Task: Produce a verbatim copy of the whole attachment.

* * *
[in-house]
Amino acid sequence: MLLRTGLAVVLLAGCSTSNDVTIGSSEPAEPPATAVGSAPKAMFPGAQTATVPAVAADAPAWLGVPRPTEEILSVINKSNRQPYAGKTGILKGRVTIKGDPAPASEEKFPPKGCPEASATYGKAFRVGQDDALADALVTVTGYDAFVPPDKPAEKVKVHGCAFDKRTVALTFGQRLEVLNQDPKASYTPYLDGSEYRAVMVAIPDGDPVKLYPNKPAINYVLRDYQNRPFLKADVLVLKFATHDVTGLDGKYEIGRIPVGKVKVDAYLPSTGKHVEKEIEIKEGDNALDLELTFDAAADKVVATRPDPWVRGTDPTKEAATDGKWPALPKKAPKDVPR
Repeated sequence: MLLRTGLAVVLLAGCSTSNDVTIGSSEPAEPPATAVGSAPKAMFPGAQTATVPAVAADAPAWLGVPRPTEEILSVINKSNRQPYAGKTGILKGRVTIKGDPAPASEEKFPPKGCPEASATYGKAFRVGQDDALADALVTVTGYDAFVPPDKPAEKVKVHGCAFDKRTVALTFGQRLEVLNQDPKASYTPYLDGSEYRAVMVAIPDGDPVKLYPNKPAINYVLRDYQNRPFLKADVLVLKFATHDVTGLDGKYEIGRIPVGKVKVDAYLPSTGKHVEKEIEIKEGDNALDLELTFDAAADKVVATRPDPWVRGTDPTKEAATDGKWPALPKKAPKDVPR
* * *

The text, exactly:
[in-house]
Amino acid sequence: MLLRTGLAVVLLAGCSTSNDVTIGSSEPAEPPATAVGSAPKAMFPGAQTATVPAVAADAPAWLGVPRPTEEILSVINKSNRQPYAGKTGILKGRVTIKGDPAPASEEKFPPKGCPEASATYGKAFRVGQDDALADALVTVTGYDAFVPPDKPAEKVKVHGCAFDKRTVALTFGQRLEVLNQDPKASYTPYLDGSEYRAVMVAIPDGDPVKLYPNKPAINYVLRDYQNRPFLKADVLVLKFATHDVTGLDGKYEIGRIPVGKVKVDAYLPSTGKHVEKEIEIKEGDNALDLELTFDAAADKVVATRPDPWVRGTDPTKEAATDGKWPALPKKAPKDVPR
Repeated sequence: MLLRTGLAVVLLAGCSTSNDVTIGSSEPAEPPATAVGSAPKAMFPGAQTATVPAVAADAPAWLGVPRPTEEILSVINKSNRQPYAGKTGILKGRVTIKGDPAPASEEKFPPKGCPEASATYGKAFRVGQDDALADALVTVTGYDAFVPPDKPAEKVKVHGCAFDKRTVALTFGQRLEVLNQDPKASYTPYLDGSEYRAVMVAIPDGDPVKLYPNKPAINYVLRDYQNRPFLKADVLVLKFATHDVTGLDGKYEIGRIPVGKVKVDAYLPSTGKHVEKEIEIKEGDNALDLELTFDAAADKVVATRPDPWVRGTDPTKEAATDGKWPALPKKAPKDVPR